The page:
Resistance Is Not Futile: Local Trainer Says It Is Key To Improving Fitness
“Small bites” and “resistance” are a couple of things you might think of if you are among millions of folks resolving to drop some weight or get healthier in 2021. But you might be surprised to hear a local, long-tenured physical trainer using these terms even though in his context, they have absolutely nothing to do with dieting.
In a recent chat with The Newtown Bee about how to — and how not to — approach resolutions to get healthier and lose weight, Kevin Cleary of the Athlete Factory says it is not about committing yourself to salads and plain chicken for the rest of time.
“Absolutely not — that’s just not sustainable,” Cleary said.
Instead, the 30-year personal and weight trainer, who also spent a dozen of those years running a gym, says a “structured program that requires 20 to 30 minutes, three times a week,” will yield positive results for most people.
“To be successful in sustaining a fitness program that can serve you for the rest of your life, it’s more about taking small bites. But I’m not referring to what you eat as much as how you exercise,” he said. “A program that involves relatively short workouts and revolves around resistance training has the best chance of succeeding in terms of fitness and weight control, as well as becoming part of a structured routine you can incorporate for the rest of your life.”
Cleary, a USA Weightlifting Federation sports performance coach as well as a certified strength and conditioning specialist with distinction who say he “plans to live to see my 125th birthday,” is familiar with the limitations of a cardio-only fitness program.
“The science shows with cardio, you’re only burning calories when you’re working out, you’re not altering your body composition,” he said. “But with resistance training, especially for weight loss or to mitigate natural weight gain in aging, you’re going to need to engage the [gluteal muscles] — the main calorie burning engines of your body machine.”
Short And Simple
Cleary said the worst thing someone aspiring to get healthier should do is start the New Year pitching themselves into a “gung-ho, seven-day-a-week, highly caloric restrictive routine with daily cardio.”
“That’s not a program most people will carry on for the long term. The key is to adopt a doable, sustainable program and gets results,” he said. “Everybody can fit 20 or 30 minutes into their life three times a week.”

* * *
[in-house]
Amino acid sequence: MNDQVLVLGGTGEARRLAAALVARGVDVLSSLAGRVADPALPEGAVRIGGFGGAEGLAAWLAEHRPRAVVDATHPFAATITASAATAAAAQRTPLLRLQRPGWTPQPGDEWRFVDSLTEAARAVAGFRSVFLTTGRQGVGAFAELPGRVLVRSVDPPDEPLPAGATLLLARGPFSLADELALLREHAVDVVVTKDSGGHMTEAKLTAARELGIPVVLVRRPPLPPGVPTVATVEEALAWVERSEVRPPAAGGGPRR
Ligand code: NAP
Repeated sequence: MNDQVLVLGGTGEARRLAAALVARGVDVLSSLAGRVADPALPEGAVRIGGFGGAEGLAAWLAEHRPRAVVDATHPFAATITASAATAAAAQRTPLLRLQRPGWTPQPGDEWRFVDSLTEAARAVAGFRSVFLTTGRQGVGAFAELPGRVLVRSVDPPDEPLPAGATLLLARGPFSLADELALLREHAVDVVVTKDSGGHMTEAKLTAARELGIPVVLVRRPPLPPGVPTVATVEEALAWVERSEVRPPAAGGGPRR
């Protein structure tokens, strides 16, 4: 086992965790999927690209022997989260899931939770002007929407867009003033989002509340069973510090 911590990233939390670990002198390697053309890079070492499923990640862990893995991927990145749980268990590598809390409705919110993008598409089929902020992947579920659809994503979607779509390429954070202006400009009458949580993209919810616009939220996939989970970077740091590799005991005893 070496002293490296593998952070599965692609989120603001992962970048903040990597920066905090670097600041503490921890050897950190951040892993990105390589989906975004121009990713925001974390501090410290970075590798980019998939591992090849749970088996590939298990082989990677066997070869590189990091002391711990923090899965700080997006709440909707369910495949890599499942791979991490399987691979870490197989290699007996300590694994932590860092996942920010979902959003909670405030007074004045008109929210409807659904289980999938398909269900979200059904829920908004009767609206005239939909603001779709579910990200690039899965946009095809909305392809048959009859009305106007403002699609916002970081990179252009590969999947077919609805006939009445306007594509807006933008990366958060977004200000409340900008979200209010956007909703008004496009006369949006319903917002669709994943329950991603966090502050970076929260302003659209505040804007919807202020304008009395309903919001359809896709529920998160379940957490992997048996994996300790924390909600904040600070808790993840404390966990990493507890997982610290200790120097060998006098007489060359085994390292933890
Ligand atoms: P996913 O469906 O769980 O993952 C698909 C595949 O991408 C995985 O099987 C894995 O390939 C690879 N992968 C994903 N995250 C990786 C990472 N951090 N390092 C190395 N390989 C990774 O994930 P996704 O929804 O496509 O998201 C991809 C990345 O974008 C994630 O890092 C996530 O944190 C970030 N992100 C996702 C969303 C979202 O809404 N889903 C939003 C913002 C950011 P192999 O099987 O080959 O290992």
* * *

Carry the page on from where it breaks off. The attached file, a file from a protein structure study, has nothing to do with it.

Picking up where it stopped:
Cleary said over the three decades he’s been coaching people to do this, those who are most successful keep it simple.
“The most successful people follow a plan that involves resistance training — that’s the most important thing. All the studies show if you break down muscle tissue using resistance, you decrease your body fat and build more muscle. That means we’re getting stronger and more vital, we can be more active, and by decreasing our body fat, we’re decreasing our risk of disease,” he said.
The local trainer said most people will get a substantial cardiac benefit from resistance training, many to the extent that they may not need supplemental cardio-centric workouts..
“When you’re lifting weight, you are using your heart and lungs to pump blood and oxygen to the working muscles that demand it. So you can certainly do interval training, which is a set of eight to ten exercises you do in quick succession — your heart and lungs will benefit from it,” he said.
“But especially for us baby boomers and older adults, resistance training is what’s going to help you get up the stairs, and be able to bend down and pick up and play with your grandkids. It prevents you from losings functions you might naturally lose as you age.”
‘Goblet Squats’ & ‘Thrusters’
Among the exercises Cleary frequently teaches to clients, whether they are stepping away from their work station for a few minutes or as part of a more involved resistance workout, are the “goblet squat, the “renegade row,” and the “thruster,” which can employ anything from dumbbells to cans of soup for upper body resistance as they squat and lift, engaging the hips and glutes.
“That’s a total body movement that will break down muscle tissue [and] produce more testosterone, which builds muscle tissue and burns body fat,” he said. “Additionally, if older folks, especially women, work their glutes and quad muscles, calcium is brought to the bones. That means more dense bones and less of a likelihood of osteoporosis.”
If squats are not your style, no problem.
Even those who can only make time for or who are in shape for casual walking can engage the glutes effectively by adding a couple of flights of stairs to their thrice-weekly jaunt, or simply picking routes that mix flat stretches with inclines or hills.
“Walking is certainly good for your mental health — you get fresh air and it helps clear your mind,” Cleary said. “But if you’re trying to be healthier, live longer, and hedge against natural tendencies to gain weight while aging, you need to break down muscle tissue with resistance.”
Athlete Factory clients all receive a lengthy analysis of their physical condition and their goals before their trainer begins customizing their program. Cleary utilizes a app called “TrainHeroic” that holds their customized program, including videos.
He also finds success in his own structured lifestyle that includes tracking his sleep patterns and daily meditation, and he gladly shares the apps he uses for those activities with clients as well.
For more information or to schedule a physical assessment, contact Cleary at Athlete Factory by calling 203-313-9022 or visit athlete-factory.com.